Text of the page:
For example, MediaMiser was able to track all the Twitter activity during the recent election, correlate it with the number of links going to a particular media outlet for certain stories, and find out which publications were seeing the most election-related traffic.
Knowing the company’s technology is capable of extracting that kind of data makes it easier to sell, says Mr. Serjeantson, noting MediaMiser also uses its own product to provide white papers, case studies and high-end research to marketing groups.
“We don’t just say we’re great, we show people we’re great through our product,” he says.
It all speaks to the firm’s history of experimentation and taking chances, going back to its choice to go the then less-mainstream software-as-a-service route right from the very start, which allowed MediaMiser to roll out its business quickly.
And now it’s preparing to take another calculated risk, as it’s growing rapidly with the help of the $1 million in funding it received in February. That’s meant giving up profitability for a short while, but Mr. Serjeantson says the company isn’t afraid to be a little bolder in its quest to innovate and expand.
“We believe we’re catching the wave at the right time … and that’s what the money is for – not ego, or keeping the company afloat – but so we can understand our space more.”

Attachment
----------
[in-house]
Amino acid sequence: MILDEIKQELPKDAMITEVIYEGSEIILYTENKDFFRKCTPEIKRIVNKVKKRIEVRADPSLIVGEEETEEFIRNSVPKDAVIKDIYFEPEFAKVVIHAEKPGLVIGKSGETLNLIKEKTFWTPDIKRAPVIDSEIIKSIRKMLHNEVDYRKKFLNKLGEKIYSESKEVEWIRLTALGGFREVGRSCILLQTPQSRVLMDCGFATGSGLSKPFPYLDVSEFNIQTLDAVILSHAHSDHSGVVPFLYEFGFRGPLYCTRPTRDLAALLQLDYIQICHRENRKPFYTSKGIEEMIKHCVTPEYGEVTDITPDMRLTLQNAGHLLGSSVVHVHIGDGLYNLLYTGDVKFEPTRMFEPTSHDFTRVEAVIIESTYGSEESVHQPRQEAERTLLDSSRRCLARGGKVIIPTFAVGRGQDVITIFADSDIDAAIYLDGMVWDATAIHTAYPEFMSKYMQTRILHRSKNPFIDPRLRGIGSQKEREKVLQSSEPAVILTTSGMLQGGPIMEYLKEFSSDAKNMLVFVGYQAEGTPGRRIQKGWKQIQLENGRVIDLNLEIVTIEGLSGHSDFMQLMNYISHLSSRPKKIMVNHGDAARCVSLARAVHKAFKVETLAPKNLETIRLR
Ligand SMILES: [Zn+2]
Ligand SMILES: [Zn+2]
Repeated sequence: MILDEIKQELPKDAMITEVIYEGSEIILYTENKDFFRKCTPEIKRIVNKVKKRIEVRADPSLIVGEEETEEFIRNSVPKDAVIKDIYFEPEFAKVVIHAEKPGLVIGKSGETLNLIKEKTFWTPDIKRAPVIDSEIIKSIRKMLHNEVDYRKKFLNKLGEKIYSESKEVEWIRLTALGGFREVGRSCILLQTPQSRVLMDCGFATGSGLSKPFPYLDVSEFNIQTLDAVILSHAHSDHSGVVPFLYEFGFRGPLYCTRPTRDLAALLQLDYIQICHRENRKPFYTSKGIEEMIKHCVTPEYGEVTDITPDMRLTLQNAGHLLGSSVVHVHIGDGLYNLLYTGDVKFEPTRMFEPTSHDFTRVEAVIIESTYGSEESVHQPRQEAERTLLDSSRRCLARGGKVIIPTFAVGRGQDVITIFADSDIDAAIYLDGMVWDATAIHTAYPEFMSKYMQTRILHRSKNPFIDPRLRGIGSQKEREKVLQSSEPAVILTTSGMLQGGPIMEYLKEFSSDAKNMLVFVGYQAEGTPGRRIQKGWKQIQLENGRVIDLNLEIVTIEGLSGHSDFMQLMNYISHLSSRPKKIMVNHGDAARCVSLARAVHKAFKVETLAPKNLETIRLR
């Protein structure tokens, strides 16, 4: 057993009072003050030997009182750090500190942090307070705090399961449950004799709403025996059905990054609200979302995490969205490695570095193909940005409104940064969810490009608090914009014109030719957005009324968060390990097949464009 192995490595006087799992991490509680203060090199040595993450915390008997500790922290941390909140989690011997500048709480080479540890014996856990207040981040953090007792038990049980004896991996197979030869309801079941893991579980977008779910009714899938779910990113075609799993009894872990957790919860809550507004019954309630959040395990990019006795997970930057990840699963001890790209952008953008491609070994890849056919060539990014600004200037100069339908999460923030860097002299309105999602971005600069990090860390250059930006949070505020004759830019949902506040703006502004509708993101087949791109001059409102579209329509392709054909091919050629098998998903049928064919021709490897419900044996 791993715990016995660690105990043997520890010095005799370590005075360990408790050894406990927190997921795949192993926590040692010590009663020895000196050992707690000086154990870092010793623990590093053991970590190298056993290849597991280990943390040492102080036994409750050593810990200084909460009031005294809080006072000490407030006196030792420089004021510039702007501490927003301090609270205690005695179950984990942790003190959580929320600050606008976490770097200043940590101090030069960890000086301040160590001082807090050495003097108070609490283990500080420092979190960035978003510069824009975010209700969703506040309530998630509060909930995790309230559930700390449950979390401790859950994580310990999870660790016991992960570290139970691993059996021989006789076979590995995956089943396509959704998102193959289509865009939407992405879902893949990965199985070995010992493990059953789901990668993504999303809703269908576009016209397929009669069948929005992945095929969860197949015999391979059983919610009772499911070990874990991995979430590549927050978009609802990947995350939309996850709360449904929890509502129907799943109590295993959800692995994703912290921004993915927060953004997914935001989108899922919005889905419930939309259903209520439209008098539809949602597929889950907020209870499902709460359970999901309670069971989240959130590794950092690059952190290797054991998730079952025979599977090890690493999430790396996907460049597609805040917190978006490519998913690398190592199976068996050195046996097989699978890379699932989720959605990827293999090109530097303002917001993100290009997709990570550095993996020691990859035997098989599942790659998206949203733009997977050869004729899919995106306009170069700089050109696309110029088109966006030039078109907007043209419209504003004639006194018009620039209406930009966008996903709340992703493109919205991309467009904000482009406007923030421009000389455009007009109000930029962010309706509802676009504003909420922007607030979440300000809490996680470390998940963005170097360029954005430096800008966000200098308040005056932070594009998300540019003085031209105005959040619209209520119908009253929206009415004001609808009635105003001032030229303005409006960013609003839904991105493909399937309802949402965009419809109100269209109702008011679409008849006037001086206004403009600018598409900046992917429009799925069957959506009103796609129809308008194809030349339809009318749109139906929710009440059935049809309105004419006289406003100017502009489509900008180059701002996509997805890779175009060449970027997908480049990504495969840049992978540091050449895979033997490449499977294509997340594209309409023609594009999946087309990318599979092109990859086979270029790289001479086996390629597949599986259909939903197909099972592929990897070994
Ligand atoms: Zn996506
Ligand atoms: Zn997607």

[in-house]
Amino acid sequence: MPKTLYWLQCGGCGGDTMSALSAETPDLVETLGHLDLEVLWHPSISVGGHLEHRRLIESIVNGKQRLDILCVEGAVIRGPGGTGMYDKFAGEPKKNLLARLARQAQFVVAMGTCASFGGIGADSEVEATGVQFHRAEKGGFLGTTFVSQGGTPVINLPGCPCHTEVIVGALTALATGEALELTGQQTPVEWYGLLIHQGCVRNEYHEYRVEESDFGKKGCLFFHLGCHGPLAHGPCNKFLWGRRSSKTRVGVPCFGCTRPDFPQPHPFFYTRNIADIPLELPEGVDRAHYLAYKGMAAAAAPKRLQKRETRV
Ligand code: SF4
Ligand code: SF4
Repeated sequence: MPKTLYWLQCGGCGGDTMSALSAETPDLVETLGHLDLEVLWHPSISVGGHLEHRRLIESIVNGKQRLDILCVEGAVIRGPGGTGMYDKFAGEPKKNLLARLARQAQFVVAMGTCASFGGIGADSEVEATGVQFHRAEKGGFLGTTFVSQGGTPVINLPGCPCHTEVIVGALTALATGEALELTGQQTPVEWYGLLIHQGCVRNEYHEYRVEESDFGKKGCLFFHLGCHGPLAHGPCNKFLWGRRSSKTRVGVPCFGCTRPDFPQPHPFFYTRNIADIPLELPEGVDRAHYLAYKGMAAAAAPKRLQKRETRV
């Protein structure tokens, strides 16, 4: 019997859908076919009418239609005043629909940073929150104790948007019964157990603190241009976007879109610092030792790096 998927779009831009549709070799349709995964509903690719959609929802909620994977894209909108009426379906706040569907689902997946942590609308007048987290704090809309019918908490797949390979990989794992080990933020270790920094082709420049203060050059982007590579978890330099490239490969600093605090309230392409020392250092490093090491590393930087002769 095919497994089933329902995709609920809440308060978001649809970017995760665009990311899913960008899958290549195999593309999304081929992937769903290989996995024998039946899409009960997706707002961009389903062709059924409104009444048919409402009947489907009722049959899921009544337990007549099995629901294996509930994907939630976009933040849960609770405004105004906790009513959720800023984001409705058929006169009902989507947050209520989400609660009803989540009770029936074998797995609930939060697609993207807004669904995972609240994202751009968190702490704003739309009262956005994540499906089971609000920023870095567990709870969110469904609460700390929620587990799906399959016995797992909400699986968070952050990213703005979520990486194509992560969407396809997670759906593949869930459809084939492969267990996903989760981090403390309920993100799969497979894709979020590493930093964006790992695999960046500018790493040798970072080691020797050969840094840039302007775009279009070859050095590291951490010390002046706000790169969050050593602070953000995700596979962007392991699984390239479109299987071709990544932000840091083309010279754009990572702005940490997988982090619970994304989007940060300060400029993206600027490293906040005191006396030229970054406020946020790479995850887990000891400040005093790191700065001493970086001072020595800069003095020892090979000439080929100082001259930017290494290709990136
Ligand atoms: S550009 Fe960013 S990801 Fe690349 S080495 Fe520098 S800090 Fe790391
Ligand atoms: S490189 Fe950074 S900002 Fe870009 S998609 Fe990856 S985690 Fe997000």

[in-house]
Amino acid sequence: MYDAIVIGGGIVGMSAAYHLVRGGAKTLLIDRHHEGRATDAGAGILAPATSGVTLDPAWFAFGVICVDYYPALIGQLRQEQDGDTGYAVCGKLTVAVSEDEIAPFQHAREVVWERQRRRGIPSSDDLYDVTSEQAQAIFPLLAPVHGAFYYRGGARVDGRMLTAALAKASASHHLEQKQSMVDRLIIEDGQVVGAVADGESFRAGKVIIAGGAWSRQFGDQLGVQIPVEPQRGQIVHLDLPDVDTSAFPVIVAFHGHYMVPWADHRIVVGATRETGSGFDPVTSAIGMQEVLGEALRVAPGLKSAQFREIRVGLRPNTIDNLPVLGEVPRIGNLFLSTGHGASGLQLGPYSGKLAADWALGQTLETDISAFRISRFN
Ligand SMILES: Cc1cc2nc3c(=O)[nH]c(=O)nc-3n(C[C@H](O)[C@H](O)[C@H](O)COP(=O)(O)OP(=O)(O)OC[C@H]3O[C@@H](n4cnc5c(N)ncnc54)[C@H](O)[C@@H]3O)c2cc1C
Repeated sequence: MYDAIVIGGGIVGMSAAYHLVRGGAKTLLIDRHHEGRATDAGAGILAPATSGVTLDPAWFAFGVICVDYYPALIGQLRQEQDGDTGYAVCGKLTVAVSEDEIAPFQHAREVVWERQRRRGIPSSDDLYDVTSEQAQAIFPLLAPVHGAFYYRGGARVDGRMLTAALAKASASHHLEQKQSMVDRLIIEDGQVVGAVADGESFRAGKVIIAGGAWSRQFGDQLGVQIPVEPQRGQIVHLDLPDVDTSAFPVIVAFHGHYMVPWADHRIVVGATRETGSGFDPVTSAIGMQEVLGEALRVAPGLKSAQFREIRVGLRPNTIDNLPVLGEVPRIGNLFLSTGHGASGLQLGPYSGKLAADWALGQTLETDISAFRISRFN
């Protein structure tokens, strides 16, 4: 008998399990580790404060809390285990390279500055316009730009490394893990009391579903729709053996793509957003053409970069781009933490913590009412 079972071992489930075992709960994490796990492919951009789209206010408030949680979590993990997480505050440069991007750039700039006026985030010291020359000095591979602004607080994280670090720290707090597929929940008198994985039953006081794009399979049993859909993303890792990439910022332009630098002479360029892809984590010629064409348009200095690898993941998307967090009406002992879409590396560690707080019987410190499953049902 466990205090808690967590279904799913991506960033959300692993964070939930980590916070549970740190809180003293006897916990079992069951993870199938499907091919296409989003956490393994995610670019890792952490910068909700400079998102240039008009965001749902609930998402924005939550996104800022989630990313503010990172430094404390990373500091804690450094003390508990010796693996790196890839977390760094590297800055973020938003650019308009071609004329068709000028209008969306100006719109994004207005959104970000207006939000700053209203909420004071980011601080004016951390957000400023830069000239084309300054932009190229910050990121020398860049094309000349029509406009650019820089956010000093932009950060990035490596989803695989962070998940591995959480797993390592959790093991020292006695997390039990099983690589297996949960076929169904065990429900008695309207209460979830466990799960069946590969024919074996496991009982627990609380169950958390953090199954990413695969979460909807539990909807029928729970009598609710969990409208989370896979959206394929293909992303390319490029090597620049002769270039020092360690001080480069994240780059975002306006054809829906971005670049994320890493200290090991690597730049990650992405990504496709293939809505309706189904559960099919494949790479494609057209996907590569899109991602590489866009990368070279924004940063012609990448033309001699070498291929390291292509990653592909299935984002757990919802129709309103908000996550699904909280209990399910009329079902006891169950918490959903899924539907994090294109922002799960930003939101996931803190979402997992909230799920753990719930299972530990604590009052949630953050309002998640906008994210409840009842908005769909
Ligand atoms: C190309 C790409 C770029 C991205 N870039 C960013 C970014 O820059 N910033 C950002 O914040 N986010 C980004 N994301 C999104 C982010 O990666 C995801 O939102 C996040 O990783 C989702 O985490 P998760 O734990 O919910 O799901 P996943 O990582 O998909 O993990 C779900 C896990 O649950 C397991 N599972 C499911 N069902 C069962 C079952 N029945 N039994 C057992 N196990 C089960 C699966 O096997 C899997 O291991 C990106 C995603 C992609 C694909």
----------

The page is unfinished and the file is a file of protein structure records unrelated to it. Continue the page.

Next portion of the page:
THE KTL GROUP
Year founded: 1997
Local head count: 13
Product/service: IT and management consulting
Revenue growth: 110.3%
For a consulting company like the KTL Group, the key to success is as simple as focusing on what you’re good at and slowly building up a reputation for it, one employee and one customer at a time.
The firm, which is making its third appearance on OBJ’s Fastest Growing Companies list, provides IT services, consulting and training with a focus on keeping clients’ day-to-day operations up and running – often the biggest concern for customers such as the City of Toronto and Citizenship and Immigration Canada.